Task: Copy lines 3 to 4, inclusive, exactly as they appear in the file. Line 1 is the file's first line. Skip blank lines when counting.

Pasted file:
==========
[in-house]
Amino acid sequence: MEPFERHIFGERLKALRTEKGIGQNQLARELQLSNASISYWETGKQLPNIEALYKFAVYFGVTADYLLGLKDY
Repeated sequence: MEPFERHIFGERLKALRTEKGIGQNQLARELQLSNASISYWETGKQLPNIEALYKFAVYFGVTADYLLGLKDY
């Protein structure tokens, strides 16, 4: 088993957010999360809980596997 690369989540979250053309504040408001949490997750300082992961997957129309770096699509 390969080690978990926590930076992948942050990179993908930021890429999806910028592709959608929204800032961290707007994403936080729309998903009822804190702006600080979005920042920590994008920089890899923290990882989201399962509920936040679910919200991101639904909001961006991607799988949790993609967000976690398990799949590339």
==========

Repeated sequence: MEPFERHIFGERLKALRTEKGIGQNQLARELQLSNASISYWETGKQLPNIEALYKFAVYFGVTADYLLGLKDY
């Protein structure tokens, strides 16, 4: 088993957010999360809980596997 690369989540979250053309504040408001949490997750300082992961997957129309770096699509 390969080690978990926590930076992948942050990179993908930021890429999806910028592709959608929204800032961290707007994403936080729309998903009822804190702006600080979005920042920590994008920089890899923290990882989201399962509920936040679910919200991101639904909001961006991607799988949790993609967000976690398990799949590339």